Visitor demand for the 15th-century site – located on a mountain ridge above the Sacred Valley of the Incas – is high, with a 2,500 person limit imposed to retain the site’s World Heritage status granted by UNESCO.

If the cliff-top site stays open later, local authorities suggest that the number of visitors coming to Machu Picchu could double and although no official announcement has been made, it is expected a new schedule will be released later this month, with a first shift running from 8am to 1pm and then a second shift running from 1pm till 8pm – a change from a 5pm close.

“More boots on the ground will lead to deterioration of the steps and walls, lawns and footpaths, and probably a need for more vigilance and protective ropes,” said Chris Moss, cultural expert on Latin America, speaking to The Telegraph.

“Longer hours won't mean fewer people in the current opening hours, but more demand all over. It's like widening a motorway. More cars come, that's all."

UNESCO has said that it could not comment on the new hours unless the issue has first been the subject of a decision by the World Heritage Committee (WHC). A 2012 conservation report suggested adding the site to the ‘World Heritage in danger’ list, stating that the imposed 2,500 visitor daily limit has been “exceeded on numerous occasions.

“The World Heritage Committee and the Advisory Bodies recognise that there are many challenges that have not been successfully met,” the conservation report said, “including the uncontrolled development at Machu Picchu village, the increase in visitation, and continuing problems with visitor access, among others.

“They consider that the intention to increase the number of visitors to the property would further exacerbate existing problems.”

Machu Picchu spent 461 years undiscovered to the western world before being found in 1911. The site lies 7,970 feet (2,430 metres) above sea level and welcomes at present more than 400,000 guests annually.

Because of its huge popularity, the heritage site has come under continual threat from both visitors and developers. At one point in the late 1990s, the Peruvian government granted concessions to allow the construction of a cable car and development of a luxury hotel, including a tourist complex with boutiques and restaurants, though plans fell through in the face of mass protest. Other potential schemes have included building a bridge to allow easier access and allowing flights overhead in the area which is currently a no-fly zone.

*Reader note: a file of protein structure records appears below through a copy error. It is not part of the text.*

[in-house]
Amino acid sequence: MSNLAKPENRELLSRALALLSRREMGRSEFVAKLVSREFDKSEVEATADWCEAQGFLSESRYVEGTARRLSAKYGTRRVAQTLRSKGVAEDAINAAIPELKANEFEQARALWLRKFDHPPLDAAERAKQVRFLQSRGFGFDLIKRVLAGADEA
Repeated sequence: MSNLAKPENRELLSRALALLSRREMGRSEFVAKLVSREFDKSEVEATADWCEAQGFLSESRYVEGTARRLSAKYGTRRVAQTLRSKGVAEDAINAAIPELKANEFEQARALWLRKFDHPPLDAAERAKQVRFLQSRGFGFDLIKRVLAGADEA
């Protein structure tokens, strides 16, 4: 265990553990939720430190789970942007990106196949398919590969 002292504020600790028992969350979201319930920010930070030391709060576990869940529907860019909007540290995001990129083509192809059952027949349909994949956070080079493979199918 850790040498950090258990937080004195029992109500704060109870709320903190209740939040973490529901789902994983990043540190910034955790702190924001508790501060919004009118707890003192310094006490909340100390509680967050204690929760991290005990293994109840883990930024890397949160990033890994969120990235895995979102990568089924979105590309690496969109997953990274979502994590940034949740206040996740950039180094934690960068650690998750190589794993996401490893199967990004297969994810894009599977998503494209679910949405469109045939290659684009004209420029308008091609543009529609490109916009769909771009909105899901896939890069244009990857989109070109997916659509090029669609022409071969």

Sign up here to get the Attractions Management weekly ezine and every issue of Attractions Management magazine free on digital.
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Museum operators using AR to take their exhibits global
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John McAslan + Partners-designed M7 cultural hub and museum opens in Doha
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Holovis is a privately owned company established in 2004 by CEO Stuart Hetherington. [more...]
RMA Ltd

RMA Ltd is a one-stop global company that can design, build and produce from a greenfield site upw [more...]
Sally Corporation

Our services include: Dark ride design & build; Redevelopment of existing attractions; High-quality [more...]
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01-07 Dec 2022

World Leisure Congress 2022

tbc, Dunedin, New Zealand